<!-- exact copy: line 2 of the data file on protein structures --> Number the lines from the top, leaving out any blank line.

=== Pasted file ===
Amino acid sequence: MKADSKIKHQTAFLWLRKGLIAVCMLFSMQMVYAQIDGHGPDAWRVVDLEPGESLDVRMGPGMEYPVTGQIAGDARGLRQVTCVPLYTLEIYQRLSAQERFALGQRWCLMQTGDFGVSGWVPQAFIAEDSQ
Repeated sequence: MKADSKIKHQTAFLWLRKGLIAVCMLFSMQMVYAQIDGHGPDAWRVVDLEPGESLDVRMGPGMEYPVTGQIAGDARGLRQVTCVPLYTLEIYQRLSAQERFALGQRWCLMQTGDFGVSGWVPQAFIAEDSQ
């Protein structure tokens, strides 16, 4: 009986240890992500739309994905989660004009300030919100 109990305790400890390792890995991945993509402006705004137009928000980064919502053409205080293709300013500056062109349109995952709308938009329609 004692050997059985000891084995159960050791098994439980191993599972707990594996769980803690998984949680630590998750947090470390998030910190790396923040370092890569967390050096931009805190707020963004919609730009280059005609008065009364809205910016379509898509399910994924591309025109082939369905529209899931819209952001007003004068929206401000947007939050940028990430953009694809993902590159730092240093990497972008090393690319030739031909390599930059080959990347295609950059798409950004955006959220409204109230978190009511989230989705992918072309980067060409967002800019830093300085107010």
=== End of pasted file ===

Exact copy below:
Repeated sequence: MKADSKIKHQTAFLWLRKGLIAVCMLFSMQMVYAQIDGHGPDAWRVVDLEPGESLDVRMGPGMEYPVTGQIAGDARGLRQVTCVPLYTLEIYQRLSAQERFALGQRWCLMQTGDFGVSGWVPQAFIAEDSQ